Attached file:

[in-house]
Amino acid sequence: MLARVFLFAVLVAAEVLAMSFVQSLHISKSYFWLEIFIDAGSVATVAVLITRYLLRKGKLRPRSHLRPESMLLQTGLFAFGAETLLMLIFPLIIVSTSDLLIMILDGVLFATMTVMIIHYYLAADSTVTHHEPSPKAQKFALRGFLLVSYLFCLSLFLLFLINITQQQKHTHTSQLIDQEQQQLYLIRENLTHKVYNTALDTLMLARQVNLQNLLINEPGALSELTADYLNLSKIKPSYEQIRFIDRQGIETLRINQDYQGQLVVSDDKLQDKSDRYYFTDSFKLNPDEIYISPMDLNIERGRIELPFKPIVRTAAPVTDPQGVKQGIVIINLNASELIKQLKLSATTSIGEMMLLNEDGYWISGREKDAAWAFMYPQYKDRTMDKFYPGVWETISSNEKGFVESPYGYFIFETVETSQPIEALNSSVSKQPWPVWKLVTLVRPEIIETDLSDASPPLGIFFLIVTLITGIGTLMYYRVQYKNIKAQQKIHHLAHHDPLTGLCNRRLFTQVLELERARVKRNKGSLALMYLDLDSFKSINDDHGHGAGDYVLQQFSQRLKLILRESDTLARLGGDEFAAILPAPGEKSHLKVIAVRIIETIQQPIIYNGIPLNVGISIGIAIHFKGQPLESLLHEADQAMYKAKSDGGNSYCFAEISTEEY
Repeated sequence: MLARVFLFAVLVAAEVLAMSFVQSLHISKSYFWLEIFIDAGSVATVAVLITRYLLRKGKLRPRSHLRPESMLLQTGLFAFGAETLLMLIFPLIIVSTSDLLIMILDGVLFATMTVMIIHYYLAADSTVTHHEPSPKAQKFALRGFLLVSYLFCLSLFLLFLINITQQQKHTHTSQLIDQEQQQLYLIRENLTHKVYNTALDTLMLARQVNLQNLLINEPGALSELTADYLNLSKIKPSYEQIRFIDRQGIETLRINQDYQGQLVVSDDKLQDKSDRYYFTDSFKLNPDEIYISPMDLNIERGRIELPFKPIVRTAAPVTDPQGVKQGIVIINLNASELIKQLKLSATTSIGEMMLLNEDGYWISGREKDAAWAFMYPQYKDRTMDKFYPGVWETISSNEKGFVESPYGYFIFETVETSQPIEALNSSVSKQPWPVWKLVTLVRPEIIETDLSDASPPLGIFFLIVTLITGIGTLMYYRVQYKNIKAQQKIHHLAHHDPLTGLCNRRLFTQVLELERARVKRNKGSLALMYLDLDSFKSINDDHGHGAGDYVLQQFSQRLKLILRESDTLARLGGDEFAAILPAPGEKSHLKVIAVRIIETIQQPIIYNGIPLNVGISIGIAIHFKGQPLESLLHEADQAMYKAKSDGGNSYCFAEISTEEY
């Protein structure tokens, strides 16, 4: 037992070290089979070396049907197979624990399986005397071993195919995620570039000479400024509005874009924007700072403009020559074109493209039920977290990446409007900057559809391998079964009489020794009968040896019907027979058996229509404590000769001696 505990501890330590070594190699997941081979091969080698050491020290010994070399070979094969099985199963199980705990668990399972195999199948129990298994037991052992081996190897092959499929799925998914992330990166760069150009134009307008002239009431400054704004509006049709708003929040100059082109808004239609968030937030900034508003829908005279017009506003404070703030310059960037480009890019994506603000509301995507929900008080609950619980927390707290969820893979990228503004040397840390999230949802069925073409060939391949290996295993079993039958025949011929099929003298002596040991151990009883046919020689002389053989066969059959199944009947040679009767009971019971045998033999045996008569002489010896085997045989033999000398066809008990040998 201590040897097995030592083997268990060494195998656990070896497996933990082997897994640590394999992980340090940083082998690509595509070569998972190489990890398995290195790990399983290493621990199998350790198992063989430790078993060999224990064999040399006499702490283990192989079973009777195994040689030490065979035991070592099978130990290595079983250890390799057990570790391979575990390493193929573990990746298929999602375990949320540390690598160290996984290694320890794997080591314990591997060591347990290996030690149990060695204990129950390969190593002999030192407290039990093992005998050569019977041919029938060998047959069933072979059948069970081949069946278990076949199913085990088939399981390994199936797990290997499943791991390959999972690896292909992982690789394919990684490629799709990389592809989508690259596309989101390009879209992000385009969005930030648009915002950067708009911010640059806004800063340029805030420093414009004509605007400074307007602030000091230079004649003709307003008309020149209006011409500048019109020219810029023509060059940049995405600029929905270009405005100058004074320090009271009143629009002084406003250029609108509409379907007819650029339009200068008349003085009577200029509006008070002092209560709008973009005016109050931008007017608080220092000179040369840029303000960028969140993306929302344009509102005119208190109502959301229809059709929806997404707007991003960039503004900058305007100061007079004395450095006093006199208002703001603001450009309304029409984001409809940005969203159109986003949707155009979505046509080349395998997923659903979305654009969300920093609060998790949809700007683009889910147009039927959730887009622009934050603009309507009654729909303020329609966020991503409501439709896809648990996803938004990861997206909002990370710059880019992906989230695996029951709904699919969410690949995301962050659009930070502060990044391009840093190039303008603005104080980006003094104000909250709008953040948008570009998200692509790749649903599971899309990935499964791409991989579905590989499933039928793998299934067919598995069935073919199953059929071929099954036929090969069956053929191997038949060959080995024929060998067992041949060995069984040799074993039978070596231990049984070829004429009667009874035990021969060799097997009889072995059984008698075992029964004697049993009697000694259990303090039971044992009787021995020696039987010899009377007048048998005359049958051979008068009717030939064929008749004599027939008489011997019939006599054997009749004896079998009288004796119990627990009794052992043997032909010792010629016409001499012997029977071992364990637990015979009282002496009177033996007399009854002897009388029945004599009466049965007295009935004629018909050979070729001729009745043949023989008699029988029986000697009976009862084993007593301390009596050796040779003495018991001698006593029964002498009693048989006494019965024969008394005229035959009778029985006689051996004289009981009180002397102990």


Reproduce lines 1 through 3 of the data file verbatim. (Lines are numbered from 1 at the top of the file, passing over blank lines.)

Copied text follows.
[in-house]
Amino acid sequence: MLARVFLFAVLVAAEVLAMSFVQSLHISKSYFWLEIFIDAGSVATVAVLITRYLLRKGKLRPRSHLRPESMLLQTGLFAFGAETLLMLIFPLIIVSTSDLLIMILDGVLFATMTVMIIHYYLAADSTVTHHEPSPKAQKFALRGFLLVSYLFCLSLFLLFLINITQQQKHTHTSQLIDQEQQQLYLIRENLTHKVYNTALDTLMLARQVNLQNLLINEPGALSELTADYLNLSKIKPSYEQIRFIDRQGIETLRINQDYQGQLVVSDDKLQDKSDRYYFTDSFKLNPDEIYISPMDLNIERGRIELPFKPIVRTAAPVTDPQGVKQGIVIINLNASELIKQLKLSATTSIGEMMLLNEDGYWISGREKDAAWAFMYPQYKDRTMDKFYPGVWETISSNEKGFVESPYGYFIFETVETSQPIEALNSSVSKQPWPVWKLVTLVRPEIIETDLSDASPPLGIFFLIVTLITGIGTLMYYRVQYKNIKAQQKIHHLAHHDPLTGLCNRRLFTQVLELERARVKRNKGSLALMYLDLDSFKSINDDHGHGAGDYVLQQFSQRLKLILRESDTLARLGGDEFAAILPAPGEKSHLKVIAVRIIETIQQPIIYNGIPLNVGISIGIAIHFKGQPLESLLHEADQAMYKAKSDGGNSYCFAEISTEEY
Repeated sequence: MLARVFLFAVLVAAEVLAMSFVQSLHISKSYFWLEIFIDAGSVATVAVLITRYLLRKGKLRPRSHLRPESMLLQTGLFAFGAETLLMLIFPLIIVSTSDLLIMILDGVLFATMTVMIIHYYLAADSTVTHHEPSPKAQKFALRGFLLVSYLFCLSLFLLFLINITQQQKHTHTSQLIDQEQQQLYLIRENLTHKVYNTALDTLMLARQVNLQNLLINEPGALSELTADYLNLSKIKPSYEQIRFIDRQGIETLRINQDYQGQLVVSDDKLQDKSDRYYFTDSFKLNPDEIYISPMDLNIERGRIELPFKPIVRTAAPVTDPQGVKQGIVIINLNASELIKQLKLSATTSIGEMMLLNEDGYWISGREKDAAWAFMYPQYKDRTMDKFYPGVWETISSNEKGFVESPYGYFIFETVETSQPIEALNSSVSKQPWPVWKLVTLVRPEIIETDLSDASPPLGIFFLIVTLITGIGTLMYYRVQYKNIKAQQKIHHLAHHDPLTGLCNRRLFTQVLELERARVKRNKGSLALMYLDLDSFKSINDDHGHGAGDYVLQQFSQRLKLILRESDTLARLGGDEFAAILPAPGEKSHLKVIAVRIIETIQQPIIYNGIPLNVGISIGIAIHFKGQPLESLLHEADQAMYKAKSDGGNSYCFAEISTEEY